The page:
New BYDV treatment available as risk rises

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An unseasonably early harvest and record-breaking temperatures have increased the risk of yield loss from barley yellow dwarf virus (BYDV). BYDV can cause yield losses of 30-40 percent in warm autumns and with the ban on neonicotinoids researchers have been trialling new ways to control the disease.

Orion Future Technology conducted a trial with NIAB, to investigate the effect of a range of treatments to protect winter cereals against BYDV. Trials using a silicon biostimulant foliar spray either with a pyrethroid or as a standalone alternative have shown encouraging results. NIAB agronomist, Dr Syed Shah explains,

“We applied three sprays on KWS Extase winter wheat that emerged September 19th, 2021, on a high-risk site in south Devon. One of the most successful treatments was a combination of Sirius, a silicon biostimulant mixed with a well-established pyrethroid product. However, for those looking to protect both crop and beneficials, the results from the silicon only treatment were very encouraging. More small plots and on-farm trials will be conducted to validate the results.”

Combining the biostimulant with the pyrethroid saw a yield increase of 17.2%, over the untreated area. Using Sirius alone improved yield over the untreated by 5.5%, compared to a 9.7% yield increase achieved with a pyrethroid.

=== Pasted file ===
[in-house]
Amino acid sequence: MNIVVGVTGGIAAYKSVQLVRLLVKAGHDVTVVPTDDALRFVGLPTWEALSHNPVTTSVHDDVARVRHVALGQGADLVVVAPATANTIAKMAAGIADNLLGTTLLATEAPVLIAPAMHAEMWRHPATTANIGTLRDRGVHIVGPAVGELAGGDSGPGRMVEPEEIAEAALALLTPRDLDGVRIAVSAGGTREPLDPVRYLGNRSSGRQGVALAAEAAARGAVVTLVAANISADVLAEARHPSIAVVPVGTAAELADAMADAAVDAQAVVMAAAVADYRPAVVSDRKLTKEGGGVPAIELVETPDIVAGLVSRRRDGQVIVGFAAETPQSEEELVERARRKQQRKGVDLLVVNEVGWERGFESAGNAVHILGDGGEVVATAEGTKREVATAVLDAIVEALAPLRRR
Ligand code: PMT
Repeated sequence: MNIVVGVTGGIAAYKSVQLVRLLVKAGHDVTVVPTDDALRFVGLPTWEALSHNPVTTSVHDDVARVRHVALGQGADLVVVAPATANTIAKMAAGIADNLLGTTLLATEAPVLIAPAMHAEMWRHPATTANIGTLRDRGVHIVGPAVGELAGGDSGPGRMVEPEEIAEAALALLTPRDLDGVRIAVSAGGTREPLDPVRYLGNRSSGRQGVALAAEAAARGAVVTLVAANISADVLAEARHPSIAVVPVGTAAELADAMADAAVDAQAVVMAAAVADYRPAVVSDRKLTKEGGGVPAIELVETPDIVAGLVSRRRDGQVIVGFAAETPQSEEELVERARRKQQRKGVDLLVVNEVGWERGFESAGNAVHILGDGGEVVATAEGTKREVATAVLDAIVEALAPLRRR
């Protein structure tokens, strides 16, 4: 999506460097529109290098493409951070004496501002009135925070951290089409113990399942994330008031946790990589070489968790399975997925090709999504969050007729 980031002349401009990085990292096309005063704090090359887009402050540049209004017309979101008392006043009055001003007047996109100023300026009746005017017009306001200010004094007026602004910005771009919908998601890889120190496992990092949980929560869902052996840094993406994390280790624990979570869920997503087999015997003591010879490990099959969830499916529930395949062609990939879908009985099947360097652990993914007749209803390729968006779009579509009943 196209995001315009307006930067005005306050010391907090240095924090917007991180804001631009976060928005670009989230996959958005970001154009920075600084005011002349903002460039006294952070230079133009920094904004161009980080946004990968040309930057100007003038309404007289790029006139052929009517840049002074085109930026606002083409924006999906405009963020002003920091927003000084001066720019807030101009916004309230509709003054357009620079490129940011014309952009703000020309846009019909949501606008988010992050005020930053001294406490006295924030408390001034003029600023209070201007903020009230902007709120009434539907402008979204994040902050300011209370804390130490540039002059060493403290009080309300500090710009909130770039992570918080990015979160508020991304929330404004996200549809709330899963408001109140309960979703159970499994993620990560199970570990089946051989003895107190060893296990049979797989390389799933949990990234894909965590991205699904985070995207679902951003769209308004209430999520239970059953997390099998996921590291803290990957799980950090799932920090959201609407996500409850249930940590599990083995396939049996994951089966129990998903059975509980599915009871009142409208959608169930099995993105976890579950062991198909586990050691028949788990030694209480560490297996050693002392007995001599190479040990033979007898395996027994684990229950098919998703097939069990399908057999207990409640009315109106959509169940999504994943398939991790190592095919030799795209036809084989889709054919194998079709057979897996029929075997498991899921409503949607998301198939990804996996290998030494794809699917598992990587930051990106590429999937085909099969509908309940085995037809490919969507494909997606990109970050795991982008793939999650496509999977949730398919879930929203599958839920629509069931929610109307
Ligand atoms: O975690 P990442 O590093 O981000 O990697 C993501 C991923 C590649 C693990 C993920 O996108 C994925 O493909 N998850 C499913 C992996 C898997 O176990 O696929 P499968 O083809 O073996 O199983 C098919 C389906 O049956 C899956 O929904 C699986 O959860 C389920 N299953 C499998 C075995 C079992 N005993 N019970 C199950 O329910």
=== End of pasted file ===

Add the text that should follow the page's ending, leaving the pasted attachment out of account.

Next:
Strengthen plants natural defences

Each application was made 170 day degrees (DD) from emergence, with applications on October 13th, October 21st, and November 9th. The trial found the use of Sirius helped to strengthen the plant’s natural defences against biting pests such as aphids. It strengthened cell walls and increased cuticle thickness, which reduced aphid feeding. This also reduced the risk of virus transmission. 

James Kennedy, managing director, Orion FT explains: “Silicon must be in a plant available form and that is where Sirius has a unique advantage. Orion’s iNHiB™Technology makes silicon plant available in a monosilisilic acid form. It is very compatible and can be added to a tank with other products or used as a standalone alternative.”

Drilling later has been used as a means of minimising risk, but with such an early harvest caused by the dry summer, many growers have drilled earlier than has been possible in previous years. Warm autumn conditions across the UK are allowing aphid populations to increase rapidly. The first nine months of 2022 have broken the record to become the warmest on record, according to the Met Office, and September was 0.5°C higher than the long-term average for the month, with an average temperature of 13.4°C.

“Responding to these changes in climate is essential to stabilise yields. In a warm autumn it is advised to protect crops early and having a new biostimulant as an alternative or addition to a pyrethroid will be welcomed by growers should autumn temperatures continue in this way,” concludes Mr Kennedy.   


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